Street honoree before they eventually found Ms. Davis seated in the second row.
After Staggs tried to restore order, the Pirate Captain
turned to the Chairman and said " Excuse me, Mr. Tom. But we have some
urgent business regarding Miss Alice, if you don't mind." Then -- turning
on the charm -- the Pirate Captain turned to this 83 year-old Disney Legend and
said "Sweet Alice. Looking as pretty as the first day we met." Then
gesturing to his somewhat tattered & grubby outfit, the Pirate Captain then
went on to say "But seeing as we have been wearing these vestments for
nigh on half a century, perhaps you could be so kind as to stitch us up something
a bit more fashionable."
His Second-in-Command then chimed in "We won't be
paying ye. But we can sing you a song."
And then one of the real highlights of last Thursday
morning's event got underway. To the tune of the "Pirates of the
Caribbean" theme song (i.e. X Atencio's "Yo Ho, Yo Ho, A Pirate's
Life for Me"), the rogues then entertained the crowd with an alternative
version of this much-beloved tune. Which now started out with "Yo Ho, Yo Ho,
Miss Davis with a D."
The crowd on Main Street, U.S.A. really ate up this comical
tune. Especially the last verse, which wondered ...
"Without Alice, where would this lot be?
We'd all be berated and probably R-rated and couldn't sail the sea
But thanks to Miss Alice, we're fit for the palace, dressed like kings you see
Alice Davis, she put the pants on me."
Once their song was over, Staggs was finally able to shoo all
of these rascally rogues off the stage. Though -- as one of the pirates passed
the podium -- they made a somewhat disparaging comment about Tom's
no-tie-and-suit-jacket ensemble. Staggs responded to this pirate's comment by
saying "Well, Alice didn't dress me." This rogue's retort -- "We
can see that" -- got a huge laugh from Ms. Davis' friends & family.
At this point, it was time for the unveiling of Alice's
Window on Main Street. And -- with Mickey Mouse's help -- George Kalogridis
pulled the appropriate chord. And as that piece of purple drapery fell away and
purple & white streamers fell down from above, Ms. Davis' long-overdue
Window on Main Street was finally revealed. Its inscription reads:
"Small World Costumers. Seamstress to the Stars."
Alice herself then stepped to the podium and remarked that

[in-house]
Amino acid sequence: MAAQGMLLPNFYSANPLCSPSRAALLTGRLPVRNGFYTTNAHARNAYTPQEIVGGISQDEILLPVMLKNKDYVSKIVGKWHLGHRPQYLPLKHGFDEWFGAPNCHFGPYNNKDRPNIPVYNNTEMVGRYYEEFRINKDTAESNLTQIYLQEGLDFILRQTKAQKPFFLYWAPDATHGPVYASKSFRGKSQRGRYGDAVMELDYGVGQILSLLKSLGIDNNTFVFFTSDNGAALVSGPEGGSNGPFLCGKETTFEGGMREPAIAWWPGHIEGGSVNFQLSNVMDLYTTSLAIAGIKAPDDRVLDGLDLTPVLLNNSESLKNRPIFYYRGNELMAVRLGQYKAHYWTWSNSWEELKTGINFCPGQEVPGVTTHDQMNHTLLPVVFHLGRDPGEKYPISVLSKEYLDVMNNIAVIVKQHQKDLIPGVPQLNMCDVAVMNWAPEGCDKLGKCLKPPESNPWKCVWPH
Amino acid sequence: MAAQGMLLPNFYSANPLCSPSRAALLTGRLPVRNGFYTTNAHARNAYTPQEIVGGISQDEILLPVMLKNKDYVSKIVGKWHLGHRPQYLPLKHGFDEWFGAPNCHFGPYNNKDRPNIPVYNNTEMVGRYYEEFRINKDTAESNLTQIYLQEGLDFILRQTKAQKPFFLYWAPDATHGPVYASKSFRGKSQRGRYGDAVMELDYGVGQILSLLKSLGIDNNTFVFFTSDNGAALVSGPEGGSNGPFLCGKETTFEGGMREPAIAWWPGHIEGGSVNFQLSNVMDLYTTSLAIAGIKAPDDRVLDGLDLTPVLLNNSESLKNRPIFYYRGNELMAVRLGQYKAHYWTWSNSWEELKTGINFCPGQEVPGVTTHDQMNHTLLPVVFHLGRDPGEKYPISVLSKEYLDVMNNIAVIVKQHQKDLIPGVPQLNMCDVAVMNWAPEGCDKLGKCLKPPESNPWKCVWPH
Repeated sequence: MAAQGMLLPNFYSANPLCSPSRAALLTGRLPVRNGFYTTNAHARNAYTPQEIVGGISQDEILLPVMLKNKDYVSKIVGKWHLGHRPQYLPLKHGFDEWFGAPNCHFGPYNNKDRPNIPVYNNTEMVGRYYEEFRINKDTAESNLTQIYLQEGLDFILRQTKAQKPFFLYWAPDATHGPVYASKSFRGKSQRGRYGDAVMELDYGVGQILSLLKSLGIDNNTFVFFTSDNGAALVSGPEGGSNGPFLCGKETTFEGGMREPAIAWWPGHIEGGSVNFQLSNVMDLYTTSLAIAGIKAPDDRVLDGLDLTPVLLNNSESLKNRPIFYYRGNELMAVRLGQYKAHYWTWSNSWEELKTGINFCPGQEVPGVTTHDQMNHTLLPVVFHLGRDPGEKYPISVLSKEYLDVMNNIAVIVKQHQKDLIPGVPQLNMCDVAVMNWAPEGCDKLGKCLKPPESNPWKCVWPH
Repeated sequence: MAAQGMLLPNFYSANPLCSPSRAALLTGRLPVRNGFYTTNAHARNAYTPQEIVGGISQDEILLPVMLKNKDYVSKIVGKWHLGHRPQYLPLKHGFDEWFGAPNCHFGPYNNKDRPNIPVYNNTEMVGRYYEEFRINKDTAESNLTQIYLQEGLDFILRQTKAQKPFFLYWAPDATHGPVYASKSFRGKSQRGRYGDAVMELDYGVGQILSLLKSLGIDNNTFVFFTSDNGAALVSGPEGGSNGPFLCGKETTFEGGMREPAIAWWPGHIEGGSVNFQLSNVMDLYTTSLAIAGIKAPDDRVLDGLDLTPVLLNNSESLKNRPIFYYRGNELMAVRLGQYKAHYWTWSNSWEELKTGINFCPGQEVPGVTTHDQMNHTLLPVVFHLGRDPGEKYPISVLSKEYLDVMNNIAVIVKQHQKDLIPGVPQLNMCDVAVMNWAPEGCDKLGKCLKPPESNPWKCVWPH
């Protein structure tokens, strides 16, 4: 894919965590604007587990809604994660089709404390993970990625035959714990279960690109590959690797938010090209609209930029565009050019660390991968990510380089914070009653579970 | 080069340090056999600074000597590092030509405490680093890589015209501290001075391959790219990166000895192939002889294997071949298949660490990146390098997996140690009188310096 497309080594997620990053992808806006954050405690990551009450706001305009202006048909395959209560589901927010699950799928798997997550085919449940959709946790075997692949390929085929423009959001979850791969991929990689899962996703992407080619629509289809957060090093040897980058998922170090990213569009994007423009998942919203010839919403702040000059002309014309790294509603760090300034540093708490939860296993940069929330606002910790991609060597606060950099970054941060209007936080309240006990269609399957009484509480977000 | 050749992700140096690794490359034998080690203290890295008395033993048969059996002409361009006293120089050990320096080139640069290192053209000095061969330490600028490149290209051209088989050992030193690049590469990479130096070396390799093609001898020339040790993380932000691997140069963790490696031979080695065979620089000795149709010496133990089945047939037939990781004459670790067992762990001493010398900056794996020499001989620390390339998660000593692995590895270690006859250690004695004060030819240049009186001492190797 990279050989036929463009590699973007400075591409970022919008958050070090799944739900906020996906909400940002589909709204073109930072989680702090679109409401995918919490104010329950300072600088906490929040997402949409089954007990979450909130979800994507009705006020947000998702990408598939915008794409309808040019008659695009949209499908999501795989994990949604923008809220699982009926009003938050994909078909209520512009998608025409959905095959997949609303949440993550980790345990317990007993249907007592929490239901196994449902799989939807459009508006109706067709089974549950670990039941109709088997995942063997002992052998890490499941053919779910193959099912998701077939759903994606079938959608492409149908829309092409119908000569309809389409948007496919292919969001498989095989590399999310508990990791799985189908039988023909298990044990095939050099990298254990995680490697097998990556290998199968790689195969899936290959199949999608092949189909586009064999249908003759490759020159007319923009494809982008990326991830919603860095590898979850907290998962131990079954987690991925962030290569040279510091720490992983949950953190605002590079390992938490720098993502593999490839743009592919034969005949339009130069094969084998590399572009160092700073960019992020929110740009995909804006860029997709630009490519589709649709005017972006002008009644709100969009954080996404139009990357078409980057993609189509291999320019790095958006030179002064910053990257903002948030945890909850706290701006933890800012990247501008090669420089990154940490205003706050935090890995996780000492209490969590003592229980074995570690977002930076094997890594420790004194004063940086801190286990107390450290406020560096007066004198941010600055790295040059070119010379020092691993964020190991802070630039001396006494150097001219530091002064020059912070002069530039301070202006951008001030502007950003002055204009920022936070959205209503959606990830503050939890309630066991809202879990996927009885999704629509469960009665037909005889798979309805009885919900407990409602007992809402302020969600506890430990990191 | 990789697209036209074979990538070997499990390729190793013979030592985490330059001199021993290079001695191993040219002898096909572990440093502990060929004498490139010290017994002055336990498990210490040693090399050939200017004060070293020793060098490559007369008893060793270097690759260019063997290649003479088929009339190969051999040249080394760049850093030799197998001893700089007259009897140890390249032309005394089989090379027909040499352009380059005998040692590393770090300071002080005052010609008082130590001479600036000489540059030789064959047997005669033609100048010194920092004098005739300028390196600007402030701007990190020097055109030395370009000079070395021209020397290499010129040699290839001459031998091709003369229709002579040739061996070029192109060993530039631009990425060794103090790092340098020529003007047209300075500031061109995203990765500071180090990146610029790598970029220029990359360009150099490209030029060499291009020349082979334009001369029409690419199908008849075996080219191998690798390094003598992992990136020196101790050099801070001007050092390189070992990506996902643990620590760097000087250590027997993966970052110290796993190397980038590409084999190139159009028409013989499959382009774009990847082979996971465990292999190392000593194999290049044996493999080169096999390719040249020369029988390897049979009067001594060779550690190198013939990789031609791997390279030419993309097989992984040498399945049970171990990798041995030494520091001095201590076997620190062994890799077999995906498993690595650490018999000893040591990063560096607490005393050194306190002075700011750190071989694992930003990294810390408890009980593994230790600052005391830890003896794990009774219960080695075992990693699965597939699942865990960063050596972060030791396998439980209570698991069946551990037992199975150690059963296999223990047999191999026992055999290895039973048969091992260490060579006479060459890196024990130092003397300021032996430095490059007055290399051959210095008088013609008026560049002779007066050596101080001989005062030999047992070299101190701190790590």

Window on Main Street honoree Alice Davis.Photo by Noe Valladolid
"I was raised with the thought that the greatest thing
that you can have in your life are good friends. They're the wealth that you
have. You can raise all the money that you want but you can't enjoy money
without friends. And so I am most proud to see so many friends come (out for
All things good, you
have to wait a while for. And after 83 years, I got my wish because when I come
down Main Street and I'd look up at Marc's window and I'd think the one next to
him is not taken yet. And I was wishing for it and wishing for it and today the
day has come. And I couldn't be more happy. Except in knowing that for years
both Marc and I have had the great pleasure of bringing great fun and joy to
people and that was the jewelry of our hearts. And it will always be."
(L to R) Disneyland Resort President George Kalogridis, Mickey Mouse, Window on MainStreet honoree Alice Alice and Walt Disney Parks & Resorts Chairman Tom Staggs.Photo by Noe Valladolid
Then Tom, George and Mickey presented Alice with a miniature
version of her Window on Main Street. And the Dapper Dans wrapped up this event
with an a capella version of "When You Wish Upon a Star," Ms. Davis
was heard to say to her friends & family that " ... many of you, I
haven't seen for a long time. So I'm going to get a lot of hugs today, I hope."
All in all, it was a very memorable morning at the Happiest
Place on Earth. And I'm so glad that I could be there to see Disney Legend
Alice Davis finally get the recognition she so richly deserved.
Disney Legend Alice Davis, seamstress to the starsPhoto by Noe Valladolid